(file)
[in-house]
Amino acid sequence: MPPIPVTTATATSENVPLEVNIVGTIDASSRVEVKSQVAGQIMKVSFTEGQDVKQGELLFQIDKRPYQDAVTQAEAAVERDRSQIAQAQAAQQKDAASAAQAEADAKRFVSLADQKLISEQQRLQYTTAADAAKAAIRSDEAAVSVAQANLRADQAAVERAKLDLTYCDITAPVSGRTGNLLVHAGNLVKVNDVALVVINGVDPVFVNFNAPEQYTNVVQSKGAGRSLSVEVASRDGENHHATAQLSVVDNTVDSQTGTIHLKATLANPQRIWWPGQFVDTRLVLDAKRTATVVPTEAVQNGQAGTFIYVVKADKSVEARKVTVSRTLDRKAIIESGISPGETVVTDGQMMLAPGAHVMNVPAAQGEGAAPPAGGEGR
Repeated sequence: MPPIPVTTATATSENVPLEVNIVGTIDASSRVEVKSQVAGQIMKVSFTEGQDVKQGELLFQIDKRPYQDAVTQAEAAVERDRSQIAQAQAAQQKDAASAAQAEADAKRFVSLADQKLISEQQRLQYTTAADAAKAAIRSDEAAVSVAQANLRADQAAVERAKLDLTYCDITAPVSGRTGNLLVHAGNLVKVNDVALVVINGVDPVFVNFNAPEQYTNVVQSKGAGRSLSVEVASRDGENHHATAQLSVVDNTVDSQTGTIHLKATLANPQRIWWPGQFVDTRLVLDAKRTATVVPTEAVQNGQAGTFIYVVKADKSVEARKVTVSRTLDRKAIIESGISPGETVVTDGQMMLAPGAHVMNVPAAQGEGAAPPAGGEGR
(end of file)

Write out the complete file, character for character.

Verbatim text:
[in-house]
Amino acid sequence: MPPIPVTTATATSENVPLEVNIVGTIDASSRVEVKSQVAGQIMKVSFTEGQDVKQGELLFQIDKRPYQDAVTQAEAAVERDRSQIAQAQAAQQKDAASAAQAEADAKRFVSLADQKLISEQQRLQYTTAADAAKAAIRSDEAAVSVAQANLRADQAAVERAKLDLTYCDITAPVSGRTGNLLVHAGNLVKVNDVALVVINGVDPVFVNFNAPEQYTNVVQSKGAGRSLSVEVASRDGENHHATAQLSVVDNTVDSQTGTIHLKATLANPQRIWWPGQFVDTRLVLDAKRTATVVPTEAVQNGQAGTFIYVVKADKSVEARKVTVSRTLDRKAIIESGISPGETVVTDGQMMLAPGAHVMNVPAAQGEGAAPPAGGEGR
Repeated sequence: MPPIPVTTATATSENVPLEVNIVGTIDASSRVEVKSQVAGQIMKVSFTEGQDVKQGELLFQIDKRPYQDAVTQAEAAVERDRSQIAQAQAAQQKDAASAAQAEADAKRFVSLADQKLISEQQRLQYTTAADAAKAAIRSDEAAVSVAQANLRADQAAVERAKLDLTYCDITAPVSGRTGNLLVHAGNLVKVNDVALVVINGVDPVFVNFNAPEQYTNVVQSKGAGRSLSVEVASRDGENHHATAQLSVVDNTVDSQTGTIHLKATLANPQRIWWPGQFVDTRLVLDAKRTATVVPTEAVQNGQAGTFIYVVKADKSVEARKVTVSRTLDRKAIIESGISPGETVVTDGQMMLAPGAHVMNVPAAQGEGAAPPAGGEGR